Steakhouses, smartphones, and spoons: Truly great products meet our needs and make us better
🗓 4th September, 2019
From a consumer’s perspective, a good product is not necessarily a good-looking product, nor is it a product that solely delivers a frictionless experience. It’s not a bug-free product or a product that gets updated with fixes on a daily basis.
A good product is one that creates dependability by filling a gap in a consumer’s life. The reverse would be a product that could easily be substituted or replaced with another, or one the consumer may easily stop using completely because it never made a difference in their life in the first place.
Great products create a strong “why”
Great products don't just live on people's phones and computers; they are top-of-mind because they fill a need wonderfully and people are clear on what that need is and how it's being filled by the product.
I love to go out for a steak every now and then; it's probably my favorite gastronomic treat. I've been to more steakhouses than I can count over the course of several years. However, I do have a favorite that (in my mind) is the best.
I consider this place to be the best because the steaks are fresh Argentinian cuts that are flame-grilled (the product), the decor is cozy wood that feels genuine and homey, and the service is great (customer experience).
The value I experience each time I dine at this place is clear enough to have created a "why" statement in my mind: "Best flame-grilled steaks in a comfortable environment with great service."
This "why" serves as a constant reminder of why I should choose this restaurant again and again instead of trying new ones. After all, now that I've found a place that clearly cuts it, why would I try new alternatives that might conflict with the attributes I value?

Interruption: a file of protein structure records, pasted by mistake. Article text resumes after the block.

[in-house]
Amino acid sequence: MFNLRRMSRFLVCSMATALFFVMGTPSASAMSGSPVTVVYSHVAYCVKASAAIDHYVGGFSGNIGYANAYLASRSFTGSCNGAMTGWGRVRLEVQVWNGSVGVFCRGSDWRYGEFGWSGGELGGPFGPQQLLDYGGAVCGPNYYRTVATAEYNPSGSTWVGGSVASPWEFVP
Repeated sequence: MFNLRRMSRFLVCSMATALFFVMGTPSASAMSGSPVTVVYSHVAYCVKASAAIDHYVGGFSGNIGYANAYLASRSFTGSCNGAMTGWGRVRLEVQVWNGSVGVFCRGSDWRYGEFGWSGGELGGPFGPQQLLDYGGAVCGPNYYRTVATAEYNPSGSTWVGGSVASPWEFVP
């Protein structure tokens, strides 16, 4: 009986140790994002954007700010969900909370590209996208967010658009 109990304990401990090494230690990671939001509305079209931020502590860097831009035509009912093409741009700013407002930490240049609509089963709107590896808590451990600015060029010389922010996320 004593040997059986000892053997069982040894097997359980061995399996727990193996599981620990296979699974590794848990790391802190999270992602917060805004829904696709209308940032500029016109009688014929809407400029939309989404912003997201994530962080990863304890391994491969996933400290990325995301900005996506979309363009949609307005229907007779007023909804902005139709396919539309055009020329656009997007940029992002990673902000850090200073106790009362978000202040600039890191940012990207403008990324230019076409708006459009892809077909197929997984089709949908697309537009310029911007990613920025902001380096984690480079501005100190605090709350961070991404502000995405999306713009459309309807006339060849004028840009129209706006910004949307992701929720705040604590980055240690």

This selective tendency is not limited to the offline world, either; the process of choosing between options is similar in the digital domain.
When choosing products, the definition of "best" will vary for each of us, as we may choose products that fulfill different needs. For this reason, we may define "best" as that which clearly and fully satisfies our needs and therefore remains relevant to us over a period of time.
Before I had a favorite steakhouse, I simply kept trying new ones each weekend. Each time I tried a new place, I thought about how it compared to the previous places in regard to attributes like quality of food, service, decor, and pricing.
When trying to choose between products, we tend to compare attributes we value until it becomes clear to us which product is the best overall fit. Whatever the attributes may be, however, they have to be clearly present within the product in order to convince us to look no further.
When these attributes become clear to us, we decide that a product clearly and fully satisfies our needs and we create a "why" in our mind. We know exactly why we've chosen a specific product and why it is the best option.
This does not mean that we'll never consider anything else moving forward. Our needs may change or we may discover new options that provide better solutions. But chances are that when the "why" is clear, we're less likely to switch to another product because we have a definitive reason to be loyal to the product we've chosen. After all, it clearly and fully satisfies our needs.
Great digital products tend to do an excellent job at communicating their purpose. Likewise, their customers are clear on why they're using the product. This alignment of values provides the basis for a lasting relationship.
Great products make better people
I like to think of great products as human enhancers because they create better people. Great products don’t necessarily do better on an aesthetic or software level, but they’re certainly great at enabling people to do more of what is valuable to them.
Remember what it was like before smartphones came about? For anybody reading who can’t remember this time, just do your best to imagine being limited to a physical phone wired into a corner of your home that could only make phone calls and nothing else. Try to imagine sharing that phone with your family, too. Sound like the dark ages?
The rise of smartphones placed all the knowledge and connectedness of the internet in the palms of our hands; now, we have it with us at all times. When we carry our phones, we are enhanced human beings and have capabilities that we wouldn’t otherwise possess. We’re empowered in so many ways that today’s people almost feel like a new, super species.